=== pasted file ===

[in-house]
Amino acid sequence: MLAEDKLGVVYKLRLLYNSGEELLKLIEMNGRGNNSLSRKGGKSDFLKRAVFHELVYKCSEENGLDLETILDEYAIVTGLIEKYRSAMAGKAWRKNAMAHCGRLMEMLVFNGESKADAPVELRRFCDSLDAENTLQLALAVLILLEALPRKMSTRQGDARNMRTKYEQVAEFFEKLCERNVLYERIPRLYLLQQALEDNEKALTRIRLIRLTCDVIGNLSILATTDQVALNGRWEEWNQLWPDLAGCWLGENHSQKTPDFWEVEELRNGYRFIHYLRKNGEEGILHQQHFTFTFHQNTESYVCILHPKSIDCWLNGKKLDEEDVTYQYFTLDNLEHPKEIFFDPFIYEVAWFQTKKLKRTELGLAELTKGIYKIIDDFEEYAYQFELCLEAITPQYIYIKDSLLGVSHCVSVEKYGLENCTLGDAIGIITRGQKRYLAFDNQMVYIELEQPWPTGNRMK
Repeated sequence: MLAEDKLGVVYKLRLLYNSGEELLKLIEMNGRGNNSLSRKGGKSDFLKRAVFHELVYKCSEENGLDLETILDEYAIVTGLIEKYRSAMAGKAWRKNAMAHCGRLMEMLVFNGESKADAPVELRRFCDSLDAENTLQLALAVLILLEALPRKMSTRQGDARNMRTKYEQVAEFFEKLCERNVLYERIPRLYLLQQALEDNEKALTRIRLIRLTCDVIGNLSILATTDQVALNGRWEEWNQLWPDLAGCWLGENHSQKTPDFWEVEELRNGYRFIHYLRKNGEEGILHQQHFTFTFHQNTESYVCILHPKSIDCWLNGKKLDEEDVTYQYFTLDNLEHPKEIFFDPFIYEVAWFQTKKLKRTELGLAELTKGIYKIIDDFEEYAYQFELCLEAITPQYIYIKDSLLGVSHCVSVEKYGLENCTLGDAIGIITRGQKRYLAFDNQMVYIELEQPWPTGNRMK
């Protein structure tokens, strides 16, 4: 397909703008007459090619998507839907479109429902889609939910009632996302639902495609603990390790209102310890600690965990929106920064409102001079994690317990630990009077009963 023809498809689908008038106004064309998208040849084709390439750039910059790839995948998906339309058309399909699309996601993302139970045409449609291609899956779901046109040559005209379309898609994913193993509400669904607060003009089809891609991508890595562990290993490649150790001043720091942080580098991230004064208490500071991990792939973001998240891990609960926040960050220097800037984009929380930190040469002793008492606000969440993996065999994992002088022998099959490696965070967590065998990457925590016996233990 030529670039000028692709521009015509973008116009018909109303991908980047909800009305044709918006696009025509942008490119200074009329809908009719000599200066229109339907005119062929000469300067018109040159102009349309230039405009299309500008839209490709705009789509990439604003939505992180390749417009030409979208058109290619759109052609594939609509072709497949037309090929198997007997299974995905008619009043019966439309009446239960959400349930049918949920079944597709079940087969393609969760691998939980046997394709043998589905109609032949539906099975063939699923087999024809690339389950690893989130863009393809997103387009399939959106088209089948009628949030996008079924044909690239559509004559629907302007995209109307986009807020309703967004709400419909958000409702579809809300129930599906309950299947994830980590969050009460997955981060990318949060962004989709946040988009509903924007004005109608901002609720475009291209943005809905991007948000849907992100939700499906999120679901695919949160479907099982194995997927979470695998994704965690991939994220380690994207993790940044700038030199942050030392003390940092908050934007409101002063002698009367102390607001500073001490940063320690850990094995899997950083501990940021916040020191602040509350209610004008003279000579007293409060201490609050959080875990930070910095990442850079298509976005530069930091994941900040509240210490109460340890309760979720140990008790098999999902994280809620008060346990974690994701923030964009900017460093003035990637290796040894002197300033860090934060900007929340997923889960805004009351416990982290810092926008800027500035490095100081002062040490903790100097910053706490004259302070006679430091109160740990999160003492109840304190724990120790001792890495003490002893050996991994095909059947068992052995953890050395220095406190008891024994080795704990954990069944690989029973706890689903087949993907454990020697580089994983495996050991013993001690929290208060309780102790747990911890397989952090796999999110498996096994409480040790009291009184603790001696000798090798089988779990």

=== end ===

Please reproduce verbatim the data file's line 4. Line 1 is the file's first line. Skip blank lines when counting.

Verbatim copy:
């Protein structure tokens, strides 16, 4: 397909703008007459090619998507839907479109429902889609939910009632996302639902495609603990390790209102310890600690965990929106920064409102001079994690317990630990009077009963 023809498809689908008038106004064309998208040849084709390439750039910059790839995948998906339309058309399909699309996601993302139970045409449609291609899956779901046109040559005209379309898609994913193993509400669904607060003009089809891609991508890595562990290993490649150790001043720091942080580098991230004064208490500071991990792939973001998240891990609960926040960050220097800037984009929380930190040469002793008492606000969440993996065999994992002088022998099959490696965070967590065998990457925590016996233990 030529670039000028692709521009015509973008116009018909109303991908980047909800009305044709918006696009025509942008490119200074009329809908009719000599200066229109339907005119062929000469300067018109040159102009349309230039405009299309500008839209490709705009789509990439604003939505992180390749417009030409979208058109290619759109052609594939609509072709497949037309090929198997007997299974995905008619009043019966439309009446239960959400349930049918949920079944597709079940087969393609969760691998939980046997394709043998589905109609032949539906099975063939699923087999024809690339389950690893989130863009393809997103387009399939959106088209089948009628949030996008079924044909690239559509004559629907302007995209109307986009807020309703967004709400419909958000409702579809809300129930599906309950299947994830980590969050009460997955981060990318949060962004989709946040988009509903924007004005109608901002609720475009291209943005809905991007948000849907992100939700499906999120679901695919949160479907099982194995997927979470695998994704965690991939994220380690994207993790940044700038030199942050030392003390940092908050934007409101002063002698009367102390607001500073001490940063320690850990094995899997950083501990940021916040020191602040509350209610004008003279000579007293409060201490609050959080875990930070910095990442850079298509976005530069930091994941900040509240210490109460340890309760979720140990008790098999999902994280809620008060346990974690994701923030964009900017460093003035990637290796040894002197300033860090934060900007929340997923889960805004009351416990982290810092926008800027500035490095100081002062040490903790100097910053706490004259302070006679430091109160740990999160003492109840304190724990120790001792890495003490002893050996991994095909059947068992052995953890050395220095406190008891024994080795704990954990069944690989029973706890689903087949993907454990020697580089994983495996050991013993001690929290208060309780102790747990911890397989952090796999999110498996096994409480040790009291009184603790001696000798090798089988779990």